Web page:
The Monsters Are Alright

“What’s happening on this page?”

“That…. alien. Is talking to Calvin.”

“Is Calvin in jail?”

“Well… yes, he’s in jail.”

“… is that caterpillar dead?”

“Uh, no, I think it’s just resting.”

You don’t realize how un-kid-friendly your house is until you have kids over. Then you look around and say, “Huh. Nothing here is child appropriate.” But desperate times call for desperate measures. When our goddaughter Kara came to visit, I searched our bookshelves for a book — any book — that might work for a 4-year-old.

Most books we own don’t even contain pictures. Want some Hemingway, kid? Maybe a little Malcolm X, or some dystopian science fiction? We got that! And then I saw it, on the bottom shelf of the last bookcase — The Calvin and Hobbes Lazy Sunday Book.

Growing up, my sister and I bickered over who got the comics section of the newspaper, and the first strip I always read was Calvin and Hobbes. I loved that duo — I loved how weird Calvin was, how brave he was, how outrageous he was. But mostly I loved his crazy imagination: Spaceman Spiff, the dinosaurs, the fact that his stuffed tiger was 100% real. I was often gifted the compilations (Lazy Sunday has a note written in my sister’s childhood handwriting: “Merry Christmas, Laura!”) and after finishing each book, I’d always vow to be more like Calvin — fortunately for my parents, a vow I never acted on.

I knew the text would be a bit too advanced for Kara — but the pictures! The pictures would be great. So I pulled the book off the shelf and took it into the living room.


She loved it. The full-page drawings grabbed her attention and held it firm. But flipping through the pages, I soon recalled something about Calvin and Hobbes — something I’d forgotten from my days of reading it on the regular. Do any of you remember how dark this strip can be? Monsters and aliens trying to kill Calvin, fanged dinosaurs eating helpless dinosaurs, weird demigods of the underworld destroying villages. I had forgotten all this until Kara stopped at nearly every drawing and said, “Is that a monster?”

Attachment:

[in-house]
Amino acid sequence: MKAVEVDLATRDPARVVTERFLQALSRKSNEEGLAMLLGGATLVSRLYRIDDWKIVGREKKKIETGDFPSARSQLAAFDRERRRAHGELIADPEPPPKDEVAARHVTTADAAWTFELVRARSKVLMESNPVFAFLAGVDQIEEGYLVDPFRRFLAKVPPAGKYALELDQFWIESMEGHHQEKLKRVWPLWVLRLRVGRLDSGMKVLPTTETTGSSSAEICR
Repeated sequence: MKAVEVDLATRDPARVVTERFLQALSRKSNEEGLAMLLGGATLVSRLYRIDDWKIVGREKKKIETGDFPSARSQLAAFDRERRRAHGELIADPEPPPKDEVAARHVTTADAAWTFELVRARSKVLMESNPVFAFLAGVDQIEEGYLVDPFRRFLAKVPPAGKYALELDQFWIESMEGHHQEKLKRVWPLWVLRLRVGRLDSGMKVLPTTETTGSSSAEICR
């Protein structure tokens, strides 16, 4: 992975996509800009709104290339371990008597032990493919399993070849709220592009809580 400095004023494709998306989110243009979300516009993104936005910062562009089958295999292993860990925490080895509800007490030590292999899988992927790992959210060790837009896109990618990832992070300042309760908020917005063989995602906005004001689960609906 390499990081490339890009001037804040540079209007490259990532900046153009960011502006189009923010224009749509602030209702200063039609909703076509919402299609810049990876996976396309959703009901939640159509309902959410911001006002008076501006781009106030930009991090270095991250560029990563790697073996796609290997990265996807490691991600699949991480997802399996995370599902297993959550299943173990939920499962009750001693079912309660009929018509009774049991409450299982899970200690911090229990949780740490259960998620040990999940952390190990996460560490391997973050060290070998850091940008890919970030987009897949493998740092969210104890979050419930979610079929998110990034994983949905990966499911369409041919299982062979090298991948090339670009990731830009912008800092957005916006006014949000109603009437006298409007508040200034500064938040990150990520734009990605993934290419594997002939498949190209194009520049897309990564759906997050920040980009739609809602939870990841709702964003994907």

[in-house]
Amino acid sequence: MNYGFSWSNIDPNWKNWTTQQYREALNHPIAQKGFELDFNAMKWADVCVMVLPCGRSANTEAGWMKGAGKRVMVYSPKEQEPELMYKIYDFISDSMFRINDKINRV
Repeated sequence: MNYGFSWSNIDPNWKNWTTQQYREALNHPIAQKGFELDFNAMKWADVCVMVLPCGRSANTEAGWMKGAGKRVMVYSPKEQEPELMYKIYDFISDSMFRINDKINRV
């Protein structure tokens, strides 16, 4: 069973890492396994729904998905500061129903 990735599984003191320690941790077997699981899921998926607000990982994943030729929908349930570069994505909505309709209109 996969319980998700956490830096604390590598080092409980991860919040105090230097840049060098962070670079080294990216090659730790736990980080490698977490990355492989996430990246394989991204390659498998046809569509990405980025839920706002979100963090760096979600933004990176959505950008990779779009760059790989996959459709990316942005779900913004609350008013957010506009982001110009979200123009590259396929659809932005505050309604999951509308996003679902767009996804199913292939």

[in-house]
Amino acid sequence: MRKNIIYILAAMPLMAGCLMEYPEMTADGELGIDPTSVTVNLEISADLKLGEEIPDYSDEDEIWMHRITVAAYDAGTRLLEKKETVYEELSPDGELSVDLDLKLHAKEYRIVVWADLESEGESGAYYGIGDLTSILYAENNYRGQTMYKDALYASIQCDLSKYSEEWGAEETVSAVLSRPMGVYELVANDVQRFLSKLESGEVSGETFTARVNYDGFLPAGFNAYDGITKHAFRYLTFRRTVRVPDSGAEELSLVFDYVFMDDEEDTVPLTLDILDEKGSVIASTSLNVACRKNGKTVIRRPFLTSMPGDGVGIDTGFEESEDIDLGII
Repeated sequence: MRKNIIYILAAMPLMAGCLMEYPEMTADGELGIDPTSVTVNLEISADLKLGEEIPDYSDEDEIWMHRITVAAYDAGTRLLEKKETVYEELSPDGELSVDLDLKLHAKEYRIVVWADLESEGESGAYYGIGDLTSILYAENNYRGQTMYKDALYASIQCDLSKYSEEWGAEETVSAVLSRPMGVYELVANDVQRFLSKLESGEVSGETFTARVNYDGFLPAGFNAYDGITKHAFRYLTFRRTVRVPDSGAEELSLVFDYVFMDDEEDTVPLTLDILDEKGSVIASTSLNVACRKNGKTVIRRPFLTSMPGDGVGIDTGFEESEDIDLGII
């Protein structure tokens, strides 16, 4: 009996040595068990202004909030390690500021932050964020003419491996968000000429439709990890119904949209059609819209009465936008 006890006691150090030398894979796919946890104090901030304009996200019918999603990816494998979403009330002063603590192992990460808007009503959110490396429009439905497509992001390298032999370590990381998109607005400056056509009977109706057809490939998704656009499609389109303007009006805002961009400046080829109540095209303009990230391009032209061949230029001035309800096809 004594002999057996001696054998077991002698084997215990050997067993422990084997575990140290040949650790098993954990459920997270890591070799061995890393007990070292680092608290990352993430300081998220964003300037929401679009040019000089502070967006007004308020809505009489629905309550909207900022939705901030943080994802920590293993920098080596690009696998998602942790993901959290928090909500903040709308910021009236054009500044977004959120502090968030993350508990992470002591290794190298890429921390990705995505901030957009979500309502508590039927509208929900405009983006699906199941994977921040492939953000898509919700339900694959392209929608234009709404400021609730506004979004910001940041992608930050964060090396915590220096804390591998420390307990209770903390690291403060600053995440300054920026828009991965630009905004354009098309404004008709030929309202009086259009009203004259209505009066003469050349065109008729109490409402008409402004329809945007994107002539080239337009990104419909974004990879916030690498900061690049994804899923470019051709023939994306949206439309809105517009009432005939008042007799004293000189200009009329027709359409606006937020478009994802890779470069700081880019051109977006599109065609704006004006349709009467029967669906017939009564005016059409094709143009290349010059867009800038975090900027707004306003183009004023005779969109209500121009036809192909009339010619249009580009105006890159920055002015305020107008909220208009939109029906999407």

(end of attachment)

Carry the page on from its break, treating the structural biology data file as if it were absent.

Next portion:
Now. Kara is a very sweet little girl. A sweet, imaginative little girl who remembers freakin’ everything. Seriously, NOTHING slips past this kid. Both a blessing and a curse. I was worried that if I explained all these monsters to her, she’d go home and be convinced they were waiting for her, lurking under the bed.

“Well, here Calvin is pretending…” I asked her if she ever played pretend. “This monster is in Calvin’s imagination — he’s playing pretend.” Kara would nod; we turned the page.

After a while, I noticed a trend. “Where’s the next monster?” she’d say. “No, not this page. Where’s a monster?”

Suddenly I realized — Kara wasn’t afraid of the monsters. She was seeking them out. She wanted the monsters. She wanted the slightly dark, slightly scary, 100% awesome monsters.

So often we’re afraid to let kids see anything scary. But they know what’s up. They know there’s darkness in the world. And sometimes, that’s alright. We’re all drawn to the dark, to the macabre — otherwise Sherlock Holmes, The Walking Dead, and 50 shades of vampire wouldn’t be so popular. We don’t want fairy tales and star dust. No, strike that — we want the real fairy tales, where the Fae play tricks and steal your children and return to their dark world hidden just behind the veil. We want to go to the place on the map marked “Here Be Dragons” and peer into the abyss, returning home to tell the tale.

At the end of the day, we want the good guys to win — we want good to prevail. But the monsters are alright. They keep things interesting.

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